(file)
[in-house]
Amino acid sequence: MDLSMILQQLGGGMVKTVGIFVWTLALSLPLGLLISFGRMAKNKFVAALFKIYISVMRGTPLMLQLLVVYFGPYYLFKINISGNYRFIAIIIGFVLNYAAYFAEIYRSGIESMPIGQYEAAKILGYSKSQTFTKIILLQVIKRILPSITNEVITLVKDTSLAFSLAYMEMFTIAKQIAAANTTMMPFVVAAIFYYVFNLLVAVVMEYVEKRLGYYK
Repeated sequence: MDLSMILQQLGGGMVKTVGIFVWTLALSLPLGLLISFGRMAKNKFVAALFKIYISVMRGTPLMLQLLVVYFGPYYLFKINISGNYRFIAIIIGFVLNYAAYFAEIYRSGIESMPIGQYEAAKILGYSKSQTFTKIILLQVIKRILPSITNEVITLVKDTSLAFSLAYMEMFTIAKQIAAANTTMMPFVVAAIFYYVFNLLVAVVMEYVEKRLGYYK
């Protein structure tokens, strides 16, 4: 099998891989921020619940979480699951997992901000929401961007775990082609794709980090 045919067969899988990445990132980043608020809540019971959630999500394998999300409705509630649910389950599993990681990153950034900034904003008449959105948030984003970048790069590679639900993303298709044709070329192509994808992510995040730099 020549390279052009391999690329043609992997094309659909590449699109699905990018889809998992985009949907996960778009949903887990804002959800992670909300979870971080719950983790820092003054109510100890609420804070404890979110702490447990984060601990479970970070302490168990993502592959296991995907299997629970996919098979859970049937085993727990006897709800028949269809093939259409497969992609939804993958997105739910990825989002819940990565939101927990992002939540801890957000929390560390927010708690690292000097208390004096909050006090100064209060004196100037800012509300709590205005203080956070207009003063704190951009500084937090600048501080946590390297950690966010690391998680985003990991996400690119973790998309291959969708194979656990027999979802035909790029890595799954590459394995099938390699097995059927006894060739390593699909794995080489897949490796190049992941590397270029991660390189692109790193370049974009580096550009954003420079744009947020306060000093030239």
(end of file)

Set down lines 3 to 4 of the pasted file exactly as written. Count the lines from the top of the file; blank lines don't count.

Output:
Repeated sequence: MDLSMILQQLGGGMVKTVGIFVWTLALSLPLGLLISFGRMAKNKFVAALFKIYISVMRGTPLMLQLLVVYFGPYYLFKINISGNYRFIAIIIGFVLNYAAYFAEIYRSGIESMPIGQYEAAKILGYSKSQTFTKIILLQVIKRILPSITNEVITLVKDTSLAFSLAYMEMFTIAKQIAAANTTMMPFVVAAIFYYVFNLLVAVVMEYVEKRLGYYK
């Protein structure tokens, strides 16, 4: 099998891989921020619940979480699951997992901000929401961007775990082609794709980090 045919067969899988990445990132980043608020809540019971959630999500394998999300409705509630649910389950599993990681990153950034900034904003008449959105948030984003970048790069590679639900993303298709044709070329192509994808992510995040730099 020549390279052009391999690329043609992997094309659909590449699109699905990018889809998992985009949907996960778009949903887990804002959800992670909300979870971080719950983790820092003054109510100890609420804070404890979110702490447990984060601990479970970070302490168990993502592959296991995907299997629970996919098979859970049937085993727990006897709800028949269809093939259409497969992609939804993958997105739910990825989002819940990565939101927990992002939540801890957000929390560390927010708690690292000097208390004096909050006090100064209060004196100037800012509300709590205005203080956070207009003063704190951009500084937090600048501080946590390297950690966010690391998680985003990991996400690119973790998309291959969708194979656990027999979802035909790029890595799954590459394995099938390699097995059927006894060739390593699909794995080489897949490796190049992941590397270029991660390189692109790193370049974009580096550009954003420079744009947020306060000093030239």